The Clyde Arc

THE OFFICIAL NAME FOR THE SQUINTY BRIDGE IS THE CLYDE ARC.

This is the latest bridge over the river Clyde in Glasgow. It is a significant break with the past.

[Picture of Bells bridge] [Picture of The Millennium Bridge] [Picture of The Kingston bridge]

The Bells Bridge was built with a moving middle section that rotated around a central pillar in the middle of the river. The next bridge along is the Millennium Bridge, which has a two hinged sections that swing down from the vertical to meet in the middle of the river. These devices allow ships and boats to pass. Until recently the next bridge across the Clyde was the Kingston Bridge — which was built very high up to allow ships and boats to pass beneath.

[picture of the clyde arc]That all ends with the Clyde Arc — this is a low built bridge that does not have a mechanical moving section. Not only does it stop river traffic, but the bridge crosses diagonally!

The word is that this bridge was built simply to persuade BBC Scotland and STV to relocate to the southside of the river. It is certainly very difficult to find a route that gets you onto the bridge. It just seems like such a lot of money for very little traffic.

Everyone knows the problems of the Kingston Bridge, so there was a chance that lessons could be learned for the Clyde Arc — but looking at this bridge now, it just seems a silly idea executed in a silly way in a silly place. No wonder it opened to protests.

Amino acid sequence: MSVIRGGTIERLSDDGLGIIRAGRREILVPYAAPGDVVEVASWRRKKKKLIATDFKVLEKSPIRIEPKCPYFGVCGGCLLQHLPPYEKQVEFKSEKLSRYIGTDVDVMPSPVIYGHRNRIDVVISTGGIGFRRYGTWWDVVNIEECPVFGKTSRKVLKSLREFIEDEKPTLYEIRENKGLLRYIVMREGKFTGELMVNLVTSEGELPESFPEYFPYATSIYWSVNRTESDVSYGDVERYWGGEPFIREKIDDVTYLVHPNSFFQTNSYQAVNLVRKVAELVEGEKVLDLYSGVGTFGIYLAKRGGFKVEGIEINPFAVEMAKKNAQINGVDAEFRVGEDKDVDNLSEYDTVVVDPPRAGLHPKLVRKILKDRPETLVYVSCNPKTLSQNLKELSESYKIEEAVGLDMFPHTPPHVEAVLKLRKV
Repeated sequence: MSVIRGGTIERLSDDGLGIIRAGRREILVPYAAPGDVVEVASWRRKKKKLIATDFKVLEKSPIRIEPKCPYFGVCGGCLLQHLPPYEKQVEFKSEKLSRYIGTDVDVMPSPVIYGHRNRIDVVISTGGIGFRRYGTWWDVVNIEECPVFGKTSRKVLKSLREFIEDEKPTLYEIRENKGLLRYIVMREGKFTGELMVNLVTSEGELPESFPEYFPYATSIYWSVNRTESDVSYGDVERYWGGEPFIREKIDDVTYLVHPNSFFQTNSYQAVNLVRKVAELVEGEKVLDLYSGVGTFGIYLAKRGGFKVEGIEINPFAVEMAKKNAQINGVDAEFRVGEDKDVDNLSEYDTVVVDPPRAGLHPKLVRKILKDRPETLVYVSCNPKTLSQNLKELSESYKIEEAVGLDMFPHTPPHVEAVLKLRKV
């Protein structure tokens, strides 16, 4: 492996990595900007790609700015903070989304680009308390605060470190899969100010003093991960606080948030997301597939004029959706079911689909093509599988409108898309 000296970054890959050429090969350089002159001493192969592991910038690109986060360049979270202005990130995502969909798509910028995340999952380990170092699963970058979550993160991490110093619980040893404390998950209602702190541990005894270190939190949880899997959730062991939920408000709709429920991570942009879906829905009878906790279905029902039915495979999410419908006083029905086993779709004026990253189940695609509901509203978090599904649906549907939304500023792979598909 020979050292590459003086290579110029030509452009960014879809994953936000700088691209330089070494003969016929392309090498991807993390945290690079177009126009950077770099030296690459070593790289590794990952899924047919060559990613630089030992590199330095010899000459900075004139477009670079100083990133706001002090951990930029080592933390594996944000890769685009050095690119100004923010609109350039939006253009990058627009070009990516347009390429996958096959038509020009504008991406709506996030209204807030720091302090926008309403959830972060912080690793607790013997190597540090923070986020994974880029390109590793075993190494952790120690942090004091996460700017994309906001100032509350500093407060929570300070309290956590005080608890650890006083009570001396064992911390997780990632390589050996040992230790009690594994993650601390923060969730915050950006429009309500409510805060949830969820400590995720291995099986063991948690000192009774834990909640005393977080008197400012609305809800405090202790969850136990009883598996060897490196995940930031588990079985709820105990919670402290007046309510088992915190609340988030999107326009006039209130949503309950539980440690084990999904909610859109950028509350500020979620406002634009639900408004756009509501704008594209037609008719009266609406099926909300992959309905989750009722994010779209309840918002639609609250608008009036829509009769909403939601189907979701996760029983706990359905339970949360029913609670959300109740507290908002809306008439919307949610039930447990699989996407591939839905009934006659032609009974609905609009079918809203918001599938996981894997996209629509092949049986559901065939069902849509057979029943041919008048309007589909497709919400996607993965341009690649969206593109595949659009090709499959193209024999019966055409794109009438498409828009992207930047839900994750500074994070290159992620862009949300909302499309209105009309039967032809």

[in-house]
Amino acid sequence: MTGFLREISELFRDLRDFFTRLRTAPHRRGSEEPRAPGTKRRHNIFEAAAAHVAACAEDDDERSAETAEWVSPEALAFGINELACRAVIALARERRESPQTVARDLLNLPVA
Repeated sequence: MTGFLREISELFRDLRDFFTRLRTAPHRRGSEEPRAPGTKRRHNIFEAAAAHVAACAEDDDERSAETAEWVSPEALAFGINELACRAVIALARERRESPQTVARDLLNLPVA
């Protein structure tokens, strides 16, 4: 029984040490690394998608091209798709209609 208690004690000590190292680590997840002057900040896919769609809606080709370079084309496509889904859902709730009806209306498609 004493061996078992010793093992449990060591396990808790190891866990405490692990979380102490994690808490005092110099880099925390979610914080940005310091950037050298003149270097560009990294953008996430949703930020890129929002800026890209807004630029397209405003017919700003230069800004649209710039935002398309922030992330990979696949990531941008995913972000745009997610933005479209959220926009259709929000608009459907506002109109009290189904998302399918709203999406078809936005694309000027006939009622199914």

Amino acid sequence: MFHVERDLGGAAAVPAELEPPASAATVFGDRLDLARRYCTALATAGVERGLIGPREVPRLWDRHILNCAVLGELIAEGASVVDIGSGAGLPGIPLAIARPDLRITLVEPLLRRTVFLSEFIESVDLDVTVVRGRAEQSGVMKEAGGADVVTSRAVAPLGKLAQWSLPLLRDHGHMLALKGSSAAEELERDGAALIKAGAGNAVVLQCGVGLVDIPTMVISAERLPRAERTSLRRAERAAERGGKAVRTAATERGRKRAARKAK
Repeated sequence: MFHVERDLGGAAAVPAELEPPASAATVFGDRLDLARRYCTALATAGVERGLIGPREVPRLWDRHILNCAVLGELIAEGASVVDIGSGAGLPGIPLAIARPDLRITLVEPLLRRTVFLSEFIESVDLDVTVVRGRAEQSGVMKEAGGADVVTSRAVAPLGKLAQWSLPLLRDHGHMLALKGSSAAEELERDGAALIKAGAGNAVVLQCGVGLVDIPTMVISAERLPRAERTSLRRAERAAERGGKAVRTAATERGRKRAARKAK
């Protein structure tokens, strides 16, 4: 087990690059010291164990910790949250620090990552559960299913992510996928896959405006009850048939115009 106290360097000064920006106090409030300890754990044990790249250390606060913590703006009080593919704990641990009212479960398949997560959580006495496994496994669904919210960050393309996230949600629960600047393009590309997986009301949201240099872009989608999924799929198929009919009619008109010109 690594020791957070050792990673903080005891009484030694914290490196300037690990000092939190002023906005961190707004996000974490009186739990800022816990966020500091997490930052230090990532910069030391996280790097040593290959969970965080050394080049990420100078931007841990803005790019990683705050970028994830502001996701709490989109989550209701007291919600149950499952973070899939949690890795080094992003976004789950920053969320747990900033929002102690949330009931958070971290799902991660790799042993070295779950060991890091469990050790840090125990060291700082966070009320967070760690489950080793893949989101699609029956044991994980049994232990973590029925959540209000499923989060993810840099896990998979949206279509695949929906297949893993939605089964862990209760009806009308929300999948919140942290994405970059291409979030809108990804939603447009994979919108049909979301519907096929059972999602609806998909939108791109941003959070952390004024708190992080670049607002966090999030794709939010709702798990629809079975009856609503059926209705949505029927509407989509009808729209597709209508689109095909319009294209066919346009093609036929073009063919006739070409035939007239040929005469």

[picture of the Newcastle Millennium Bridge]

Newcastle

It is not taking traffic from the Kingston — so that problem remains unsolved. It is not unique — the design is similar to quite a few recently built bridges, and this spoils the area — the “Armadillo” and Science Tower juxtaposed with the Crane.

[picture of bridge in York]

York

The squinty bridge is also very obviously very badly constructed — they seem to have got all the welded lugs in the wrong positions. these have clearly been cut off and relocated, and the original positions welded up. Oh, it really is far too shoddy for words! Perhaps THAT is why it is called the squinty bridge! Click images to enlarge and see the patching for yourself.

[picture of missed weld on clyde arc] [Picture of missed weld on clyde arc] [picture of lug weld relocation on squinty bridge]

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4 Responses to “The Clyde Arc”

  1. Breaking News Says:

    On 31 Oct 2007, The £20m Squinty Bridge received a Civil Engineering Award from The Saltire Society who said that the bridge was a state-of-the-art structure and an elegant addition to the skyline in Glasgow (http://tinyurl.com/2rezw6)

    On 15 Jan 2008, just 4 months later, the bridge was closed because a structural cable snapped without warning. The night manager at the nearby City Inn hotel, said “We felt the vibrations of it right here. We looked out and someone said one of the supports had gone on the bridge and the whole thing was shaking.”

    “To be honest it was a scary sound, it sounded like a bomb going off.” (http://tinyurl.com/22wrs8).

  2. Rob Says:

    Another slap in the face for Scottish engineering, following the disaster with the non-rotating tower at the Science Museum. If it wasnt for the Falkirk wheel, I would despair, I really would. Where is this once-proud nation, whose ships once were the pride of …. blah blah blah ….(thats enough nostalgia, Ed)

  3. Getting Worse-- "Rain Drain" Says:

    […] Cross Ref […]

  4. kevin Says:

    closed for manitenance


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